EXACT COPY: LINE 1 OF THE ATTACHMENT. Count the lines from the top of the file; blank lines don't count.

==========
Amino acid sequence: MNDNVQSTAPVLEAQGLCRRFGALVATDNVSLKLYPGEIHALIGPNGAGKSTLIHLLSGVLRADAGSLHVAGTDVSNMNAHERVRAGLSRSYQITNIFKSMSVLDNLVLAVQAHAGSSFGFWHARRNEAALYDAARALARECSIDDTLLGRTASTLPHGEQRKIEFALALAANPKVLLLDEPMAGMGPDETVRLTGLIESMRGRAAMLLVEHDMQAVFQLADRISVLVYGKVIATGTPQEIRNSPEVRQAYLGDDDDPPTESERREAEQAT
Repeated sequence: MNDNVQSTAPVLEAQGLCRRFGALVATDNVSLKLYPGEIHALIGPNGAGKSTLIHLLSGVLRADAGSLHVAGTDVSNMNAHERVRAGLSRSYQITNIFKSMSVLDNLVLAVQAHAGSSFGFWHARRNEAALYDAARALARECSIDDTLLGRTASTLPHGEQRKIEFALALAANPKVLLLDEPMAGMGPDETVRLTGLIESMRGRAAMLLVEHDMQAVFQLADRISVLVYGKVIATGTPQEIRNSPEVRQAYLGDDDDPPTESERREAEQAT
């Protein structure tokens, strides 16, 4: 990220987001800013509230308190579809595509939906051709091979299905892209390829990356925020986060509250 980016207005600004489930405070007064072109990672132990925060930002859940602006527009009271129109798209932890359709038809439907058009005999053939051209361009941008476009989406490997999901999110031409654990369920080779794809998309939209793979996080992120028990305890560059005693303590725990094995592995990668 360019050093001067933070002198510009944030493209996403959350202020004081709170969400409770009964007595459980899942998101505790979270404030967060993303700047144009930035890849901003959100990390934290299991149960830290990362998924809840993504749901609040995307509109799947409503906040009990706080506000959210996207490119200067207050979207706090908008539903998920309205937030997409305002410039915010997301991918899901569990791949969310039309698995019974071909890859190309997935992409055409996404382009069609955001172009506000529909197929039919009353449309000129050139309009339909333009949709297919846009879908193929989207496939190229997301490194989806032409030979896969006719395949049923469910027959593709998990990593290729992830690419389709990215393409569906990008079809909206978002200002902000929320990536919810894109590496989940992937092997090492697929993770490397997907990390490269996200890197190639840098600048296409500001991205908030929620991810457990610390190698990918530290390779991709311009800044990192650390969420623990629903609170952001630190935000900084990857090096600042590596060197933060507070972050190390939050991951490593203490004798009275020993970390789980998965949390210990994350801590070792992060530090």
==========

Amino acid sequence: MNDNVQSTAPVLEAQGLCRRFGALVATDNVSLKLYPGEIHALIGPNGAGKSTLIHLLSGVLRADAGSLHVAGTDVSNMNAHERVRAGLSRSYQITNIFKSMSVLDNLVLAVQAHAGSSFGFWHARRNEAALYDAARALARECSIDDTLLGRTASTLPHGEQRKIEFALALAANPKVLLLDEPMAGMGPDETVRLTGLIESMRGRAAMLLVEHDMQAVFQLADRISVLVYGKVIATGTPQEIRNSPEVRQAYLGDDDDPPTESERREAEQAT